Malibu New: An All-Vinyl Record Shop | NBC Southern California

Malibu New: An All-Vinyl Record Shop

The all-platter place makes its Country Mart debut.

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    NEWSLETTERS

    Stax of Wax
    Stax of Wax, a new vinyl records shop, just opened at Malibu Country Mart.

    When one hears the words "record shop" one automatically pauses, and even winces, because they fear that the word "closed" might soon follow.

    Too many platter palaces shuttered when classic, den-hogging hi-fis fell out of favor, but the fans didn't go anywhere. They still visit existing vinyl houses on the regular, and they celebrate Record Store Day at their local shop each and every spring.

    It is, in short, unusual to hear the words "record shop" followed by the words "now open." But that's just the message that vinylists have received in recent days, thanks to the debut of Stax of Wax at Malibu Country Mart.

    Billed as "a specialty vinyl record shop," Stax of Wax takes its inspiration from Satellite Records of Memphis, Tennessee, a nexus of great tuneage that became famous for serving both "groundbreaking" tunes and the fans seeking them out back in the day. ("Back in the day"=the 1960s.)

    Several genres can be found along the Stax of Wax shelves, from country to blues to Americana to rock and jazz. Concord Music Group's Bicycle Music Company and Liliana Casabal, of Morgane Le Fay, are behind the sound-filled space. (You're correct, if the name of Bicycle Music tings a bell: They're the outfit behind many acclaimed releases from Tone-Loc, Nine Inch Nails, and beyond.)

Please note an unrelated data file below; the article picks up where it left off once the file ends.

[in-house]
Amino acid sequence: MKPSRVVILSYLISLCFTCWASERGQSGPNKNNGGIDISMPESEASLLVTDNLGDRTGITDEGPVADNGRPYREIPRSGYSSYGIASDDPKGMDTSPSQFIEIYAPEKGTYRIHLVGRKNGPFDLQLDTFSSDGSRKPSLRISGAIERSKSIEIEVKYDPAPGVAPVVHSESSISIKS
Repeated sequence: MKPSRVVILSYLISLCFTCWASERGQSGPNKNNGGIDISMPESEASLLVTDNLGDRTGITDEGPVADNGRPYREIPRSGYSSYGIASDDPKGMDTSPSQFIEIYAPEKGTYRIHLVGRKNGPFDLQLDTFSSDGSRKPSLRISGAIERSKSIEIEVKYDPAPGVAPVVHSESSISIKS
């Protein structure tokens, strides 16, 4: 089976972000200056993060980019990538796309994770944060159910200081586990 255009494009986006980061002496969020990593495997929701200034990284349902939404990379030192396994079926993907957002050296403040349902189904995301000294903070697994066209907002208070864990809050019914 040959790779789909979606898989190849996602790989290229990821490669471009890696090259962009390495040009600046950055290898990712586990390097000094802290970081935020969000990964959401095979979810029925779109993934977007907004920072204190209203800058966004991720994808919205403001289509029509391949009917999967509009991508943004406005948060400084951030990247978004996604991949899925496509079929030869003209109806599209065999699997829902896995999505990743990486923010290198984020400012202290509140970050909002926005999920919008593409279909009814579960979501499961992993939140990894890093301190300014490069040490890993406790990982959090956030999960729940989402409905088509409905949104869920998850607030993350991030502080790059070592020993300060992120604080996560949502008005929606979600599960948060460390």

It's worth noting Stax of Wax's singular status. It calls itself "Malibu's finest {and only} record store." Look for books, tees, and other enhancements to the aural experience the store is centered around.

    But will you take the necessary time to flip, flip, flip, flip through all of those albums, one at a time? That's only one of the many joys of vinyl fandom, the quintessential flip, flip, flip, flip. Of course you'll want to get your desired purchase home, and put on the bulky headphones, and dive into that famously warm vinyl vibe, but only after you've perused every cover in the shop.

    This news is as nice as finding a complimentary poster of the band inside a record's sleeve: A record shop that isn't "closed" but rather is "now open." How's that for a surprising twist?

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